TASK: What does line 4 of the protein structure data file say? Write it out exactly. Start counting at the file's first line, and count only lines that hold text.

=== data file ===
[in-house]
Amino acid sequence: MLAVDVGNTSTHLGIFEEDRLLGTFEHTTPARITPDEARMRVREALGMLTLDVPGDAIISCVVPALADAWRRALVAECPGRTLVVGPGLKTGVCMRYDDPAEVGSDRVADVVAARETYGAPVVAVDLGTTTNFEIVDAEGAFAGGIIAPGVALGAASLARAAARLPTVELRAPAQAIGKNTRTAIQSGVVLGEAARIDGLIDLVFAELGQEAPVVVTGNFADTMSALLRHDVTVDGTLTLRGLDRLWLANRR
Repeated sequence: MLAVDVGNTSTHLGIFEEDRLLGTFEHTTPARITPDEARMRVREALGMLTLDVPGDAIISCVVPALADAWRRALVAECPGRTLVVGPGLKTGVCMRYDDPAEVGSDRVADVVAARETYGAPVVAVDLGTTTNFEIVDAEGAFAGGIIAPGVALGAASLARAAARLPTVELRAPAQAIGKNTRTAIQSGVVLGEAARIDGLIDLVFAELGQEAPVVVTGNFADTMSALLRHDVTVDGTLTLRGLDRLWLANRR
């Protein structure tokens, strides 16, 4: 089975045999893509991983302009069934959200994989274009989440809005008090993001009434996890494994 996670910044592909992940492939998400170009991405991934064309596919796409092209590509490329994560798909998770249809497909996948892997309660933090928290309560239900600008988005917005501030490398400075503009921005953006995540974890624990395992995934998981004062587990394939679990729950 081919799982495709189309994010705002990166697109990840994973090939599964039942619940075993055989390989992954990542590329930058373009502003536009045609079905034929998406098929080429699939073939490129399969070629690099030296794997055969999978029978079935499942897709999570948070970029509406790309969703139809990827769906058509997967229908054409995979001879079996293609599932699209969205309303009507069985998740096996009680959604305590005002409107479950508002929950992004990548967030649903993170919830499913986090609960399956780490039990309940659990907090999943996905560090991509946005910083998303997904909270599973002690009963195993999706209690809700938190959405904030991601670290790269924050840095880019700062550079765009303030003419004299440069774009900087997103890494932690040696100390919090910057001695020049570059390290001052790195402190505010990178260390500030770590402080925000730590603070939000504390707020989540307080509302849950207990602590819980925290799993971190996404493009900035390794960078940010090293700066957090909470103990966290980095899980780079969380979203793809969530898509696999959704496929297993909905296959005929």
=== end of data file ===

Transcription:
């Protein structure tokens, strides 16, 4: 089975045999893509991983302009069934959200994989274009989440809005008090993001009434996890494994 996670910044592909992940492939998400170009991405991934064309596919796409092209590509490329994560798909998770249809497909996948892997309660933090928290309560239900600008988005917005501030490398400075503009921005953006995540974890624990395992995934998981004062587990394939679990729950 081919799982495709189309994010705002990166697109990840994973090939599964039942619940075993055989390989992954990542590329930058373009502003536009045609079905034929998406098929080429699939073939490129399969070629690099030296794997055969999978029978079935499942897709999570948070970029509406790309969703139809990827769906058509997967229908054409995979001879079996293609599932699209969205309303009507069985998740096996009680959604305590005002409107479950508002929950992004990548967030649903993170919830499913986090609960399956780490039990309940659990907090999943996905560090991509946005910083998303997904909270599973002690009963195993999706209690809700938190959405904030991601670290790269924050840095880019700062550079765009303030003419004299440069774009900087997103890494932690040696100390919090910057001695020049570059390290001052790195402190505010990178260390500030770590402080925000730590603070939000504390707020989540307080509302849950207990602590819980925290799993971190996404493009900035390794960078940010090293700066957090909470103990966290980095899980780079969380979203793809969530898509696999959704496929297993909905296959005929």